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December 16, 2012

Experience at Jenison 'tops them all'

EAST LANSING - Michigan State gave its players another opportunity to relish.

Keith Appling matched a career high with 25 points to lead the 19th-ranked Spartans to a 92-56 win over Tuskegee on Saturday night at Jenison Field House, where the "Game of Change" was held during the 1963 NCAA tournament.

Michigan State opened the season on an Air Force base in Germany, a year after playing on an aircraft carrier in San Diego.

The Spartans (9-2) played their first game in their former home for hoops since 1989 - a decade after Magic Johnson called it his home court during a championship season - to celebrate an historic event staged in the same venue nearly a half-century ago.

"We've done a lot of neat things, but this kind of tops it all," Appling said. "I'm glad we were able to be a part of it."

Mississippi State, whose team had only white players at the time, defied an unwritten state prohibition against playing against integrated teams to face Loyola of Chicago, which had four black starters, in East Lansing during the 1963 NCAA tournament.

Loyola won the game en route to winning the NCAA title that year.

Those teams played for the first time since that NCAA tournament matchup on Saturday night in Chicago, where Loyola won 59-51, and players from the game that helped to change race relations on the court were honored at halftime.

Michigan State athletic director Mark Hollis said he had a verbal agreement from Loyola to play Saturday night at Jenison, but let the school out of the commitment when it had a chance to reunite with Mississippi State on the court.

Hollis then lined up Tuskegee for the game and gave Tuskegee Airmen and their families courtside seats. Some of the first black aviators in the U.S. military, who trained in Alabama at Tuskegee Institute, were given a standing ovation during the first timeout.

Many of the Tuskegee Airmen were from the Detroit area. Two of the three who were introduced to the Jenison Field House crowd on Saturday night had ties to Michigan State University. The Tuskegee Airmen National Museum is located in Detroit.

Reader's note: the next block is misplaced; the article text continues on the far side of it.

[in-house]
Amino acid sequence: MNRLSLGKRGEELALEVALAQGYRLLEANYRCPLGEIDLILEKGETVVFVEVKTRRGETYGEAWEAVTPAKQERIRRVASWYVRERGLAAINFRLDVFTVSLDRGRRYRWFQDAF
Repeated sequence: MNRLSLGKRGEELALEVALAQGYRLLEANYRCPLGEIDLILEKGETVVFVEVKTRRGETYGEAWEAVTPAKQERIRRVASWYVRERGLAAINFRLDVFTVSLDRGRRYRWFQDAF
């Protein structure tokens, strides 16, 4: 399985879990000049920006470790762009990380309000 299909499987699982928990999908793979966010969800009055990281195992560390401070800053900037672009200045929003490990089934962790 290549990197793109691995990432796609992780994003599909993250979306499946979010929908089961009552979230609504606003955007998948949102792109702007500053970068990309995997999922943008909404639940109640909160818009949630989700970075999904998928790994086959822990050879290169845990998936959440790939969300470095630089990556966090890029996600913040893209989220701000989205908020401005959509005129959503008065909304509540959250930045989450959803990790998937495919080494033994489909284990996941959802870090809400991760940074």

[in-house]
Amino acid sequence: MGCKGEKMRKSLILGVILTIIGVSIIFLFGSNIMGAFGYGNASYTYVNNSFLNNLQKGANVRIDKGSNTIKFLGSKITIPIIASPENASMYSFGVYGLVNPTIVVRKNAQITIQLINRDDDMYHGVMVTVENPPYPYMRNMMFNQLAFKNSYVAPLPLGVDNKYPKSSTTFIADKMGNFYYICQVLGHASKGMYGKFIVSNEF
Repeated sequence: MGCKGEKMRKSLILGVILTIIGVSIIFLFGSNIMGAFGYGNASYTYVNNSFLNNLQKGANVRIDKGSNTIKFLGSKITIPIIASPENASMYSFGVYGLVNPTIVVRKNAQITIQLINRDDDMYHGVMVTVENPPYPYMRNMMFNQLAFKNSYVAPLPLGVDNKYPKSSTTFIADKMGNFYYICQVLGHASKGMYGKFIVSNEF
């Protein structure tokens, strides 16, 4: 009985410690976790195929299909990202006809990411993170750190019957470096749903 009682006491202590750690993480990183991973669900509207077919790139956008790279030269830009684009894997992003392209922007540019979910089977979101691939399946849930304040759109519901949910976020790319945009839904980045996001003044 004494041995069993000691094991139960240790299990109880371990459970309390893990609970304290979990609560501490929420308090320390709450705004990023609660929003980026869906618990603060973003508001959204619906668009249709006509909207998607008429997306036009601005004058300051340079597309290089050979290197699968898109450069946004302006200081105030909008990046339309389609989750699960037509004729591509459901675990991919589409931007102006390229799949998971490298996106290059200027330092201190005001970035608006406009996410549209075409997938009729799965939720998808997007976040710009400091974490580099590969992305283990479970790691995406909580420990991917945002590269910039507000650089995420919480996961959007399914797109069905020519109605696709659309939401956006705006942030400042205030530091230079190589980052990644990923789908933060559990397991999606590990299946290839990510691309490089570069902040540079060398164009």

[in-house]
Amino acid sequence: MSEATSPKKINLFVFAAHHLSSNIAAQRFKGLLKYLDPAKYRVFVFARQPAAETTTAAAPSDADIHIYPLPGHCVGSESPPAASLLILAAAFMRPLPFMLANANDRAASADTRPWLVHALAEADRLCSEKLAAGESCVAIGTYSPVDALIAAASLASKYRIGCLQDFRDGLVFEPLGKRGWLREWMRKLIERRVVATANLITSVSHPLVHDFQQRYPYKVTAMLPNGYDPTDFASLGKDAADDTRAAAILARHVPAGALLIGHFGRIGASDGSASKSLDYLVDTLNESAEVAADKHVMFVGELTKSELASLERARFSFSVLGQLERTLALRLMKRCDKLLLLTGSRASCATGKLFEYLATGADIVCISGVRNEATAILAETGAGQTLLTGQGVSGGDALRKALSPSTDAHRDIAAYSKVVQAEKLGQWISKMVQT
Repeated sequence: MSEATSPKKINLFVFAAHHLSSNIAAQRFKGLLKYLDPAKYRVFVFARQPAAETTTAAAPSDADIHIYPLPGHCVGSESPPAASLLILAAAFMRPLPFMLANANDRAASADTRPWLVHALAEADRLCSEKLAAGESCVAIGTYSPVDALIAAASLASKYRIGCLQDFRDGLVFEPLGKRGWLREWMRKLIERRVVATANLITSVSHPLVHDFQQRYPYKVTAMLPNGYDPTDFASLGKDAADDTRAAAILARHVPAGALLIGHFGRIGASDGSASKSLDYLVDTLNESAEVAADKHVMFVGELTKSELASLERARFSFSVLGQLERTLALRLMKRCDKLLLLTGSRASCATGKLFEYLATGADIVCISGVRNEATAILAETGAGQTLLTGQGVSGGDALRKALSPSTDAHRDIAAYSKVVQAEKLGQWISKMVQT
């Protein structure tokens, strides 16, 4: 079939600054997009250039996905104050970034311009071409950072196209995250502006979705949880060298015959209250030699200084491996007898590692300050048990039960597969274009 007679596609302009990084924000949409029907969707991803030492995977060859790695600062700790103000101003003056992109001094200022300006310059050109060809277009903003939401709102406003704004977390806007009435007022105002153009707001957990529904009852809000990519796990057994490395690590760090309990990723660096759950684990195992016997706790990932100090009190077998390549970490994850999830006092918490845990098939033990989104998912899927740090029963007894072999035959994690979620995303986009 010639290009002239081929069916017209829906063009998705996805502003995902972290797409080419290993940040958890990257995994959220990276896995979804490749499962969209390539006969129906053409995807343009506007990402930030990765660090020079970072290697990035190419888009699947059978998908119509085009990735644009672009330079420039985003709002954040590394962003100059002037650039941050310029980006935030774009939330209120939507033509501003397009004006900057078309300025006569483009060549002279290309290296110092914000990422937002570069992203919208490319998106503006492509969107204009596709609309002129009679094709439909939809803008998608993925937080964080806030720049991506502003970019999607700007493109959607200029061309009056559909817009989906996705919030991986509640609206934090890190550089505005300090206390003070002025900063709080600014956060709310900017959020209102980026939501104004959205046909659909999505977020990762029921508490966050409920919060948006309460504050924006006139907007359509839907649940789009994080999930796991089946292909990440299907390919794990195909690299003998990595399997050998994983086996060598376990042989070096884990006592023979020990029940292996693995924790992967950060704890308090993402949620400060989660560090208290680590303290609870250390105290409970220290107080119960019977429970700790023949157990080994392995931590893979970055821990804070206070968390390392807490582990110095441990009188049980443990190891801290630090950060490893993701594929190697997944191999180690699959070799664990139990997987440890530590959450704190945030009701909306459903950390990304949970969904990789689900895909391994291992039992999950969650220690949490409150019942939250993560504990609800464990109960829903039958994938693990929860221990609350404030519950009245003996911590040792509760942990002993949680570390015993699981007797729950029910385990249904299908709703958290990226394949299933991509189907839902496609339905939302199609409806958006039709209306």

"It was kind of hair-raising on your arms," Michigan State coach Tom Izzo said of the reception the Tuskegee Airmen received from the Jenison Field House crowd. "Thank God those fans gave that ovation to those men that deserve so much. I really appreciate our fans doing that."

Lt. Col. Alexander Jefferson, a 91-year-old Tuskegee Airmen, was thrilled to be among those honored by Michigan State officials, coaches, players and fans.

"They treated us exuberantly well," Jefferson said after the game.

Hollis said the idea for the event was hatched when he saw the documentary "Game of Change" during the 2009 Final Four in Detroit. Hollis figured this season would be a good time to do it, nearly 50 years before the game was played at Michigan State.

Tuskegee coach Leon Douglas, a former NBA player, said both he and his players were unaware of the significance of the 1963 game until the school was invited to celebrate it and he educated himself and his players.

"It was really a milestone," Douglas said.

Calvin Thomas scored 14 points and Javier McKinney had 12 for the Golden Tigers (1-5).

Michigan State uses Jenison for volleyball, wrestling, gymnastics and indoor track. It was converted back into a basketball venue, with the court and baskets brought over from the nearby Breslin Center, for an alumni game Friday night, Saturday's game that followed a concert by The Commodores and a Michigan State women's basketball game Sunday.

The Commodores, an immensley popular funk/soul band from the '70s and '80s, attended Tuskegee University and recorded with Detroit's Motown Records. The Commodores once played a concert at Jenison Field House in the early 1980s - and Hollis admits that he snuck into the concert for free. Hollis said he planned to pay the band back during this weekend's event, in signing them up to be part of the festivities.

Mateen Cleaves, Morris Peterson and Charlie Bell, stars from the 2000 national championship team, and Steve Smith were among the former Spartans who played in a game Friday night that was expected to include Johnson as one of the coaches. Johnson didn't make it because he accepted an invitation to visit with President Barack Obama at The White House. Johnson apologized to his "MSU family and friends" for not attending the alumni basketball game on his Twitter account.

"We will open Jenison for another basketball game if Magic wants to play in a reunion game," Hollis said.
Perhaps because the game was a side show of sorts, the Spartans got off to a slow start against Tuskegee. Michigan State led by two late in first half because the Spartans had 12 turnovers and made just 10 of 23 shots.

"I was worried about how we would perform and my worries came through in the first half," Izzo said. "Thank goodness we bounced back."

The Spartans, who led 33-26 at halftime, pulled away with a 17-4 run early in the second half to take a 53-35 lead.

Michigan State's Adreian Payne had 12 points and 10 rebounds, Derrick Nix had 11 points and 13 rebounds, and Gary Harris added 10 points.

The Golden Tigers, a Division II program, were eventually overmatched after playing teams such as the University of Montevallo and Saint Leo.
"Division I teams play fast and physical," Tuskegee's Jacob Pettway said. "When we were on, we could stick with them."

SpartanMag.com's Jim Comparoni contributed to this report.


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